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Gluteal Muscle Research Paper

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The muscles in the butt (buttocks) are called gluteal muscles. A gluteal strain happens when the gluteal muscles are overstretched or torn. A tear can be partial or complete. A gluteal strain can cause pain and stiffness in your buttocks, legs, and lower back. A strain might be referred to as “pulling a muscle.”
The severity of a muscle strain is rated in degrees. First-degree strains have the least amount of muscle tearing and pain. Second-degree and third-degrees strains have increasingly more tearing and pain.

CAUSES
There are many possible causes of gluteal strain, such as:
Stretching the muscles too far.
• Putting too much stress on the muscles before they are warmed up.
• Overusing the muscles.
• Repetitive muscle movements
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Sometimes the pain that may spread to the lower back and the legs.
• Tenderness, weakness, or stiffness in the buttocks.
• Pain that gets worse during physical activity.
• Bruising.

DIAGNOSIS
This condition is diagnosed based on your symptoms, a physical examination, and your medical history. Your health care provider may do some range of motion exercises with you. You move your leg in specific ways, sometimes with your health care provider pushing against your leg. You may also have tests, such as an MRI or X-rays.
Your strain may be rated based on how severe it is. The ratings are:
• Grade 1 strain (mild). Muscles are stretched. There might be very small tears. This type of strain generally heals in about one week.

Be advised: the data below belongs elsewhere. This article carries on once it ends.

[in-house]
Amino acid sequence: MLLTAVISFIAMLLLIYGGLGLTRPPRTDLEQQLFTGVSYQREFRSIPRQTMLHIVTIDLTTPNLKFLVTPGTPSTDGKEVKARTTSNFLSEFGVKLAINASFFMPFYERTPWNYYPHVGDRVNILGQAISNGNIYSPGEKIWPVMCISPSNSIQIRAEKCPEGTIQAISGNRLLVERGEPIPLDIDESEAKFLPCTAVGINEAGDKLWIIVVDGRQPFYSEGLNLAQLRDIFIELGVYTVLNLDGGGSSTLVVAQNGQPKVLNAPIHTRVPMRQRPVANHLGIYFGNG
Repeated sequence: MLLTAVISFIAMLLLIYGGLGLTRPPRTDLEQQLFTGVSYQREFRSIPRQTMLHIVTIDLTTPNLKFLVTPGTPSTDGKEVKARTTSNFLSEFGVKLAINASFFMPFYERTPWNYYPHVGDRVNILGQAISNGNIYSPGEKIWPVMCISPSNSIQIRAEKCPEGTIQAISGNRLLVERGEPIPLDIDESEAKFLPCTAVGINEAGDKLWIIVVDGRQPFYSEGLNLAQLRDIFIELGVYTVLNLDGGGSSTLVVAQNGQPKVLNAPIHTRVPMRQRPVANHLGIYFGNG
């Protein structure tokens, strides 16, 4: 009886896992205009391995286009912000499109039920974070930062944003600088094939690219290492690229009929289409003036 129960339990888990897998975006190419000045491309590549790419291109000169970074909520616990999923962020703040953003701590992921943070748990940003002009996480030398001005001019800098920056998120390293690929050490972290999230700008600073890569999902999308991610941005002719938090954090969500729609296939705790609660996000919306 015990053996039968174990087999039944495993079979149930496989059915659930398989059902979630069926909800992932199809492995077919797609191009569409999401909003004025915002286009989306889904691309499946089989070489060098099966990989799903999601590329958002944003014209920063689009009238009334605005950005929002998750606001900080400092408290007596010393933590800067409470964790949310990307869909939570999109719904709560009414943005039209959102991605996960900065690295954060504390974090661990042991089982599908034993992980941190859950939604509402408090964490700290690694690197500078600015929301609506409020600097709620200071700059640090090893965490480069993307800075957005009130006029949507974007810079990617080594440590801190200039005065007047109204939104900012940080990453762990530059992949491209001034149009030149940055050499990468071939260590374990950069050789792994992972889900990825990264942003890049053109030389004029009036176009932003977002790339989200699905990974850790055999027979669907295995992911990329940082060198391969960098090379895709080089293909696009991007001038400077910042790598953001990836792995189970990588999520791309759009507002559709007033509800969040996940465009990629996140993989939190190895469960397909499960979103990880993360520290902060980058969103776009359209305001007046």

• Grade 2 strain (moderate). Muscles are partially torn. This may take one to two months to heal.
• Grade 3 strain (severe). Muscles are completely torn (ruptured). This is very rare with gluteal muscles. A severe strain can take more than three months to heal.
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Mild sprains can be treated with rest, ice, compression, and elevation. This is referred to as the RICE method. If your gluteal strain is severe or causing you extreme pain, your health care provider may suggest pain medicines or physical therapy. A severe strain may require surgery, but this is rare.

HOME CARE INSTRUCTIONS
• Take over-the-counter and prescription medicines only as told by your health care provider.
• Do not drive or operate heavy machinery while taking prescription pain medicine.
• Return to your normal activities as told by your health care provider. Ask your health care provider what activities are safe for you.
○ Rest your gluteal muscles as much as possible, especially for the first 2–3 days.
○ Begin exercising or stretching as told by your health care provider.
• If directed, apply ice to the injured area:
○ Put ice in a plastic bag.
○ Place a towel between your skin and the bag.
○ Leave the ice on for 20 minutes, 2–3 times per day.
• Follow instructions from your health care provider about compression of the injured area.
• Keep all follow-up visits with your health care provider and, if necessary, your physical therapist. This is
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